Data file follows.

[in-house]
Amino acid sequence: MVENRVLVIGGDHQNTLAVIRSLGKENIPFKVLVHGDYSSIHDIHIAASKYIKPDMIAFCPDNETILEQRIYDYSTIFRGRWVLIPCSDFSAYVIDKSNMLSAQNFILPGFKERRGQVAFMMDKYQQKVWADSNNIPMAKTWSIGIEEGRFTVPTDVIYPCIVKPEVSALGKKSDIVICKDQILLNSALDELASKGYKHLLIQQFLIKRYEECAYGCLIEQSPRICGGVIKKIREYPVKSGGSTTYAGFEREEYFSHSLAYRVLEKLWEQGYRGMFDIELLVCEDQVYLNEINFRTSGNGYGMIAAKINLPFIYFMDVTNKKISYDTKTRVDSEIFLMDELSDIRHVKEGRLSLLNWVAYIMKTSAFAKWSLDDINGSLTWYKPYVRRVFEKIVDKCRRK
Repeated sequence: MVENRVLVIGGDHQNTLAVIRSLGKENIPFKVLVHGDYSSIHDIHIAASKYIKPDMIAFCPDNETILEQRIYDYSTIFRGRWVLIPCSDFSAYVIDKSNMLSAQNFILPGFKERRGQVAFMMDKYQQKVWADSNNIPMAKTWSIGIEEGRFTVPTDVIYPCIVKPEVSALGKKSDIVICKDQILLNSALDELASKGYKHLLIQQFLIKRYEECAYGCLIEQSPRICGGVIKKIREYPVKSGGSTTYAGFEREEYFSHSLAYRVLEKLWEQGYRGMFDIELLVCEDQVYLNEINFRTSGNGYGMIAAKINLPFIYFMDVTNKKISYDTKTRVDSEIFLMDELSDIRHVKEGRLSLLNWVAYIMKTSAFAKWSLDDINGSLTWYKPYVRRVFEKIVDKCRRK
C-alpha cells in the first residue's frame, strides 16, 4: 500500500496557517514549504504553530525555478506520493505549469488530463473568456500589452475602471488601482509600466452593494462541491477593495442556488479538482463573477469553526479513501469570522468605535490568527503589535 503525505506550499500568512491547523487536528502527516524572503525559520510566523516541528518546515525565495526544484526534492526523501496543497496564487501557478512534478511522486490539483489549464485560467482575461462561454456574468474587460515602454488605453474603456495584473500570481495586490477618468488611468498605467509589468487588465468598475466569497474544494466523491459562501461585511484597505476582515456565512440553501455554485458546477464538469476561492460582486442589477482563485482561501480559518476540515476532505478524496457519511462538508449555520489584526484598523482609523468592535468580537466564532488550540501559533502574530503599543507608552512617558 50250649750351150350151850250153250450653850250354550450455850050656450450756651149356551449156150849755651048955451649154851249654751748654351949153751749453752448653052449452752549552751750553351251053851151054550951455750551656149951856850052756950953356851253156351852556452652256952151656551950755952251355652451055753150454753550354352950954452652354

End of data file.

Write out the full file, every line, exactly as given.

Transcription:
[in-house]
Amino acid sequence: MVENRVLVIGGDHQNTLAVIRSLGKENIPFKVLVHGDYSSIHDIHIAASKYIKPDMIAFCPDNETILEQRIYDYSTIFRGRWVLIPCSDFSAYVIDKSNMLSAQNFILPGFKERRGQVAFMMDKYQQKVWADSNNIPMAKTWSIGIEEGRFTVPTDVIYPCIVKPEVSALGKKSDIVICKDQILLNSALDELASKGYKHLLIQQFLIKRYEECAYGCLIEQSPRICGGVIKKIREYPVKSGGSTTYAGFEREEYFSHSLAYRVLEKLWEQGYRGMFDIELLVCEDQVYLNEINFRTSGNGYGMIAAKINLPFIYFMDVTNKKISYDTKTRVDSEIFLMDELSDIRHVKEGRLSLLNWVAYIMKTSAFAKWSLDDINGSLTWYKPYVRRVFEKIVDKCRRK
Repeated sequence: MVENRVLVIGGDHQNTLAVIRSLGKENIPFKVLVHGDYSSIHDIHIAASKYIKPDMIAFCPDNETILEQRIYDYSTIFRGRWVLIPCSDFSAYVIDKSNMLSAQNFILPGFKERRGQVAFMMDKYQQKVWADSNNIPMAKTWSIGIEEGRFTVPTDVIYPCIVKPEVSALGKKSDIVICKDQILLNSALDELASKGYKHLLIQQFLIKRYEECAYGCLIEQSPRICGGVIKKIREYPVKSGGSTTYAGFEREEYFSHSLAYRVLEKLWEQGYRGMFDIELLVCEDQVYLNEINFRTSGNGYGMIAAKINLPFIYFMDVTNKKISYDTKTRVDSEIFLMDELSDIRHVKEGRLSLLNWVAYIMKTSAFAKWSLDDINGSLTWYKPYVRRVFEKIVDKCRRK
C-alpha cells in the first residue's frame, strides 16, 4: 500500500496557517514549504504553530525555478506520493505549469488530463473568456500589452475602471488601482509600466452593494462541491477593495442556488479538482463573477469553526479513501469570522468605535490568527503589535 503525505506550499500568512491547523487536528502527516524572503525559520510566523516541528518546515525565495526544484526534492526523501496543497496564487501557478512534478511522486490539483489549464485560467482575461462561454456574468474587460515602454488605453474603456495584473500570481495586490477618468488611468498605467509589468487588465468598475466569497474544494466523491459562501461585511484597505476582515456565512440553501455554485458546477464538469476561492460582486442589477482563485482561501480559518476540515476532505478524496457519511462538508449555520489584526484598523482609523468592535468580537466564532488550540501559533502574530503599543507608552512617558 50250649750351150350151850250153250450653850250354550450455850050656450450756651149356551449156150849755651048955451649154851249654751748654351949153751749453752448653052449452752549552751750553351251053851151054550951455750551656149951856850052756950953356851253156351852556452652256952151656551950755952251355652451055753150454753550354352950954452652354